about a week ago
top

Former Police Officer Indicted For Teaching How To Pass a Polygraph Test

NormalVisual Re:Well, I for one feel safer... (328 comments)

I am pretty sure all they do for a Secret clearance is check your credit, criminal record, and citizenship. If nothing comes up you get a rubber stamp. It only gets complicated if they dig up Iranian relatives, or some other red flag.

That's how it was when I got mine many years ago - a cursory background check and a half hour interview with the DISCO guy, and when I left the company and came back, it was still within the two-year window so they just reinstated it without any fuss. Secret clearances are a dime a dozen and practically a necessity for a lot of civilian contracting work. TS/CSI is a whole other ballgame, but even then they're sometimes granted without a polygraph.

about a week ago
top

Visual Studio 2015 Supports CLANG and Android (Emulator Included)

NormalVisual Re:We all dance in the streets (192 comments)

I know this is is meant as a jokey comment, but it's worth noting that VS2015 has native Git support as well so Github etc. works without any plugins.

VS 2013 (including Community) has Git support out of the box and works just fine with GitHub as well.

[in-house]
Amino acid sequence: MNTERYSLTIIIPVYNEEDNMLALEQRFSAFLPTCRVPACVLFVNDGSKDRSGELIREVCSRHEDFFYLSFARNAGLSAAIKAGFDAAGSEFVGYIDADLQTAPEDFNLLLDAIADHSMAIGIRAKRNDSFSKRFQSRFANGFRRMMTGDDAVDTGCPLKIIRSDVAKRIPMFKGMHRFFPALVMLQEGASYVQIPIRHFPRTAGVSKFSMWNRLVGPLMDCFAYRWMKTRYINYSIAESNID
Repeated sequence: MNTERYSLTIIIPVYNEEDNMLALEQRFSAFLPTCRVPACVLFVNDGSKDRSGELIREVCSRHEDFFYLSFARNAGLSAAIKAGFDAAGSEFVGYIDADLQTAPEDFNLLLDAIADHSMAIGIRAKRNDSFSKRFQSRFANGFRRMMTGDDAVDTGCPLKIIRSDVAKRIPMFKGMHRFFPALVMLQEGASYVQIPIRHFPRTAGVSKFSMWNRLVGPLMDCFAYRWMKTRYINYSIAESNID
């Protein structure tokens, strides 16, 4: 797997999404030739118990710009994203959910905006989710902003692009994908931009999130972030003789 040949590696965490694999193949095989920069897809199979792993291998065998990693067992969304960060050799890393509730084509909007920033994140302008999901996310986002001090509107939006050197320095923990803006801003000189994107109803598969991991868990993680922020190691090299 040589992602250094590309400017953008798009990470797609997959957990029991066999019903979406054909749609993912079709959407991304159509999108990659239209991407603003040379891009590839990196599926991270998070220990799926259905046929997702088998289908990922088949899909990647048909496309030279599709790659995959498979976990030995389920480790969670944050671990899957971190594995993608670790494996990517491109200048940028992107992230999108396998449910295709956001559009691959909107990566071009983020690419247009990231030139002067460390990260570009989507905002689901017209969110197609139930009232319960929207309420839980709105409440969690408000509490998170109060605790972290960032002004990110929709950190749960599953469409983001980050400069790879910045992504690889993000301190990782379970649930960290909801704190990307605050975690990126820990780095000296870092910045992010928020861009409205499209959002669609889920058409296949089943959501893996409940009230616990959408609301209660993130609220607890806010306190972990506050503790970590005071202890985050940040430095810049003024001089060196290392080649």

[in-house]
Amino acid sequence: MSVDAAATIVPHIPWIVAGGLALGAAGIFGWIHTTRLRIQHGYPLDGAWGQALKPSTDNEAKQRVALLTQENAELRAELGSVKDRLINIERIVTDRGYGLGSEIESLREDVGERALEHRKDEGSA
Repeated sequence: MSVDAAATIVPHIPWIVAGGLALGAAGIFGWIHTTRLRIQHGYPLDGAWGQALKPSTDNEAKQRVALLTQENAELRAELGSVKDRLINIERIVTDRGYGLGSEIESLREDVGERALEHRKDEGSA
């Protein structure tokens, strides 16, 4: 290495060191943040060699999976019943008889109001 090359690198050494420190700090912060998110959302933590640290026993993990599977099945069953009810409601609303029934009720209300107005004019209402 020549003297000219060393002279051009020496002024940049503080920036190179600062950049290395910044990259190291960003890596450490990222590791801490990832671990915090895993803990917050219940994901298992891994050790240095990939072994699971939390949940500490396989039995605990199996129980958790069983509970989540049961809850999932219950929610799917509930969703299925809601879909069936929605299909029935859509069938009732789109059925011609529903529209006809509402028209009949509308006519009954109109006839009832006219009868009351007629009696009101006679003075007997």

about a week ago
top

The Downside to Low Gas Prices

NormalVisual Re:Cars and even SUVs do not cause much damage (554 comments)

Taxing consumers as opposed to commercial vehicles is a terrible idea; it would have the effect of subsidizing heavy vehicular traffic. If we're going to subsidize freight, we should invest in rail infrastructure.

Consumers will subsidize commercial traffic no matter what - either directly by higher fuel taxes, or indirectly through higher prices for goods. Agree 100% on expanding our rail options though.

about a week ago

Submissions

top

Original 11' Enterprise Studio Model Being Restored, Yet Again

NormalVisual NormalVisual writes  |  about 2 months ago